The second hill of the day was quite steep, though nothing like the first, but it paid off, leading to a lovely open section of grassy path with open views to the south. I watched a bird of prey with some unfortunate in its talons, and then saw the first little lambs of the walk, my favourite sign of spring.



A car park marks the section that is shared with the old Roman road of Stane Street. It's wide, and open, and ran from Chichester to London, and must have been a nightmare to build if it was muddy like today. Specially in those centurion's sandals.

The track summits Biggin Hill, and then it started a long descent with lovely views that showed the extent of the flooding of the Arun and the brooks near Amberley. This is a lovely place, mud and all.




There must have been a party on in

Amberley tonight, as there was no accommodation available anywhere. So it meant the adventure of taking my utterly filthy boots on the train to Arundel. If I'd had more time to spare, I'd have had a rest day here. Not because I particularly need a rest, but because it's such a magical place. After washing all my stinky clothes at my B and B I legged it up the hill to try to get to the castle and the gardens before the last entrance. Sadly too late. Looks great from the outside though.

Arundel was used as the setting for the film 'Wicked Little Letters' which David and I saw a month or so ago. It's done great things for the footfall to the town it seems. It's all very picturesque, and the river was looking especially lovely with the sunset. A good omen for tomorrow, the forecast is great.

It's not been a day of ecstatic joy like yesterday. Instead it's been one of quieter happiness. I've taken great pleasure in the people I've met, and just the experience of walking outside. It's felt like a more sustainable sort of contentment, and one that has been very nourishing. As was the spectacular dinner at the Parson's Table, a rather smarter restaurant than I'd realised, where the staff welcomed me with open arms despite my less than chic walking clothes and trainers, and periodically came and chatted with me to give me company, but also left me alone when they could see that's what I was after. I will return.

Stats

Distance travelled - 12 miles

Total ascent - 1444 feet

Calories burned - 1723


Local tipple - glass of Tinwood Estate brut (from near Chichester)


Dinner at The Parson's Table - fantastic


Duart salmon with asparagus and horseradish


Hake with jersey royals, courgette, tomato samphire and saffron veloute.


Video of the day

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11 commentaires


bh.inspiral
07 avr.

Aww you are right in the heart of my old stomping grounds - so many geography trips around Arundel, Amberley and the river. Today I was inspired to go on a longer walk from home to Aylesbury along the canal not least as a result of reading your blog 😁. It was muddy too! Your next 2 days will also be along paths I have often trodden and I can’t wait to hear about them. I spent most of my late teens up Cissbury Ring or Chanctonbury and along to Truleigh Hill and Devils Dyke. You’ve also got the amazing Seven Sisters ahead of you - amazing stuff, enjoy & hope the thumb holds up!!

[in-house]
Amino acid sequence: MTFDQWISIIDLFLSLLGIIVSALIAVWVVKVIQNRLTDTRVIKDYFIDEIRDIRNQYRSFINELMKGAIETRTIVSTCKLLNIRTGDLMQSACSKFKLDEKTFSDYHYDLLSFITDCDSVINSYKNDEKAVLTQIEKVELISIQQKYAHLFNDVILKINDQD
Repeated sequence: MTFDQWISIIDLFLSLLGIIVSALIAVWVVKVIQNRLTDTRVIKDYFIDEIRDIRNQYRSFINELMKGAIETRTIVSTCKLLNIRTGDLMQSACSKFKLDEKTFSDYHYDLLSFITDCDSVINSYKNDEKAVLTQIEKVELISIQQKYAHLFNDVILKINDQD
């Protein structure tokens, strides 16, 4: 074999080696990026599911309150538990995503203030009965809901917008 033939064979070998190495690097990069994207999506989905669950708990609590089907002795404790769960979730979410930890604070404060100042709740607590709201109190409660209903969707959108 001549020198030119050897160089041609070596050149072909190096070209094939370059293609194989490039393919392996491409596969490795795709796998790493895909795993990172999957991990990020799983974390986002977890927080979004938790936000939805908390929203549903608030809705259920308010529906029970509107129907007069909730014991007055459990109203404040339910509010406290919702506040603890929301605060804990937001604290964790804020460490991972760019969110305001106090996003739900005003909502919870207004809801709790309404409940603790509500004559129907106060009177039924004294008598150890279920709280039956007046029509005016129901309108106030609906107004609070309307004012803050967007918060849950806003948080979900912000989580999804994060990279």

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Jane Smith
Jane Smith
09 avr.
En réponse à

How lovely to have spent so much time there, it’s such a beautiful place. X

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Kay Walker
Kay Walker
07 avr.

Oh that mud! It’s just the same round here in the Midlands where I live. Will it ever dry out again? Loving your tales of encounters with fellow walkers.

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Jane Smith
Jane Smith
09 avr.
En réponse à

I’d thought it was drying, with all the wind, and then the heavens opened again last night…..

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jlburn
06 avr.

Yet more fascinating folk! I'm particularly impressed with Gail and her impressive undertakings to mark a landmark birthday - surely 50, not 70?!

Oh the mud - far from glorious - but an uplifting red sky to end the day, which as Will, aged about 3 said, guarantees shepherds pie - definitely a good omen for tomorrow! xxx

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justine.curtis
06 avr.

Sorry you missed the tulips at the castle but glad you enjoyed your time in Arundel. xx

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Jane Smith
Jane Smith
09 avr.
En réponse à

Loved it, thanks for the recommendation! X

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sophie.holroyd67
06 avr.

Cor … you know how to eat. When I think of my walking food ….

Also, love the photo of the kite! Great shot. They are such aerial acrobats.

That mud!!

Hope thumb heals quickly. Mud cure?

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Jane Smith
Jane Smith
09 avr.
En réponse à

I was rather lucky with my food that night! 🤣